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Southern Tablelands to Sydney Storm Chase: Tuesday 19th January 1999
by David Croan

Several days out all the models indicated that Tuesday had the makings of the big day which many NSW storm chasers were so desperately awaiting. In the end it certainly wasn't that but some reasonable storms developed nonetheless.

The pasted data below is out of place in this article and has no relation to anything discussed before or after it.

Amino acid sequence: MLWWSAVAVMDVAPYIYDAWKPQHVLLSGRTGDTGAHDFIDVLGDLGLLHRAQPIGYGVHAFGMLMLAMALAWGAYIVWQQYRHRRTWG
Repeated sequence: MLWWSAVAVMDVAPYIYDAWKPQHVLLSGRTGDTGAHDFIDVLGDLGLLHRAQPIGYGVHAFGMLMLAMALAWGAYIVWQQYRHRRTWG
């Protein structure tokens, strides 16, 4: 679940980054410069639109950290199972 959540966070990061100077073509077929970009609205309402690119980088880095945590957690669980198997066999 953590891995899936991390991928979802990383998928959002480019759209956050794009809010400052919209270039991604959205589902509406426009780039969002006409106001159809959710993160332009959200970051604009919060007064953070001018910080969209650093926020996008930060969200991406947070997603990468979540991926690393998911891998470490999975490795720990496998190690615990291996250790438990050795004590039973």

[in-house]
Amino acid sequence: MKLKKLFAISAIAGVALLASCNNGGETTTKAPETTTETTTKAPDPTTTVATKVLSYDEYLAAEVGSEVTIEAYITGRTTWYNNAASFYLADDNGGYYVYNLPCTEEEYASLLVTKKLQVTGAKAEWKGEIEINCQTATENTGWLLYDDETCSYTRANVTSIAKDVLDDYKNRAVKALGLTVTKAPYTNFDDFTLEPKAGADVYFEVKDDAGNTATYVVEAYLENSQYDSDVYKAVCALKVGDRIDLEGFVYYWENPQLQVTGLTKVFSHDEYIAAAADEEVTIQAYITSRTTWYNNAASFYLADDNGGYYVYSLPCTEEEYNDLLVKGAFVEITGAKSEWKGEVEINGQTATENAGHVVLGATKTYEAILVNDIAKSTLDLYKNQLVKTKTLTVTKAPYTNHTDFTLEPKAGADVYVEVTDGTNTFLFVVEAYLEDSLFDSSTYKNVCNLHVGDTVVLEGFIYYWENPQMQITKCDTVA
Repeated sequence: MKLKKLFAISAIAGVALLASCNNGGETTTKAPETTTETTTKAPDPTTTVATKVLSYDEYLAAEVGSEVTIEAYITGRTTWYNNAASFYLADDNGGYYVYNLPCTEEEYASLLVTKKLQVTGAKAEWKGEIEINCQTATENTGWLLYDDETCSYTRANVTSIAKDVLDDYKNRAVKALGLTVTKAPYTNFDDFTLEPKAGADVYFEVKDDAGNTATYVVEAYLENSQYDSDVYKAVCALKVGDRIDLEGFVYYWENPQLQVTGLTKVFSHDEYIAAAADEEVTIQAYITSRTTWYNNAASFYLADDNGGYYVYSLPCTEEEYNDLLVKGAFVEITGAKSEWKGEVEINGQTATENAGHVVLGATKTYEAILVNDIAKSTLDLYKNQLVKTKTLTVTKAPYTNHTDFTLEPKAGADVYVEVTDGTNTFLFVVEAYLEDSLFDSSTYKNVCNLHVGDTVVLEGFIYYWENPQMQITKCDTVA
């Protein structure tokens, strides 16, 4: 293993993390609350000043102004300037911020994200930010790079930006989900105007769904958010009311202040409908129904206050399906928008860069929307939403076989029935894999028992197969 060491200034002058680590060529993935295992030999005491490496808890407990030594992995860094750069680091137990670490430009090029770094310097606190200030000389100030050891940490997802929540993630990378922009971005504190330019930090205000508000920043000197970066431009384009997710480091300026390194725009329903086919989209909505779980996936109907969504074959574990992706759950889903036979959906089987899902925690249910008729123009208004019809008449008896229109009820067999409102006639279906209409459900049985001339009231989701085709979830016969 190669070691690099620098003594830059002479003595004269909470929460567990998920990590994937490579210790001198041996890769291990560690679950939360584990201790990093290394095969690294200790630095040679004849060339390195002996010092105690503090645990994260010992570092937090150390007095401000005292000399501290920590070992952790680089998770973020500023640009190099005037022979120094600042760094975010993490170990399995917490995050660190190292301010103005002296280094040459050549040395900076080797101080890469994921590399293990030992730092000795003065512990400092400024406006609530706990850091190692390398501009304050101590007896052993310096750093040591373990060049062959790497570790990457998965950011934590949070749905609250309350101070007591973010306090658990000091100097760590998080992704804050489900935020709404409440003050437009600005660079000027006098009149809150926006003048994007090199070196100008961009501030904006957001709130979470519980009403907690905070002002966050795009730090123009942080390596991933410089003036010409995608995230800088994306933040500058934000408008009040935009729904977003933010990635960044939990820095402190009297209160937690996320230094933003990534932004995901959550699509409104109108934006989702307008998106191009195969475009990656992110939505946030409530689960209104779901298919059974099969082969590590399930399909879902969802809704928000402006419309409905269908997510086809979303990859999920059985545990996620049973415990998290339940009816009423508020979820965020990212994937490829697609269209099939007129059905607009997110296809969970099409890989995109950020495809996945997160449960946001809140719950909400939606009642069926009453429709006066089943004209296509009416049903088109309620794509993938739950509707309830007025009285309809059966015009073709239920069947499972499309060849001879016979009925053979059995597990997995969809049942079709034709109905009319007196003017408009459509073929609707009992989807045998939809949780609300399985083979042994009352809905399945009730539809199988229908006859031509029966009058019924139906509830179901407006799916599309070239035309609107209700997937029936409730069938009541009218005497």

The 7am MSL chart showed a broad area of low pressure over much of NSW with a trough extending from the north west of the state down to the Canberra region. The AVN LI, which has proven to be a fairly reliable short-term forecast tool for data starved Australian chasers, was less than -6 for the Canberra region and extending south-east to the coast for the afternoon and evening (actual sounding data is never available until early in the afternoon which is effectively too late). Upper level winds were tipped to be around 70-80 knots although at other levels, including 850mb, there was not much happening. This suggested Canberra to be the best target area for a chase. Fortunately I had some things to do in Canberra through work with a friend who was also keen to tag along for a chase.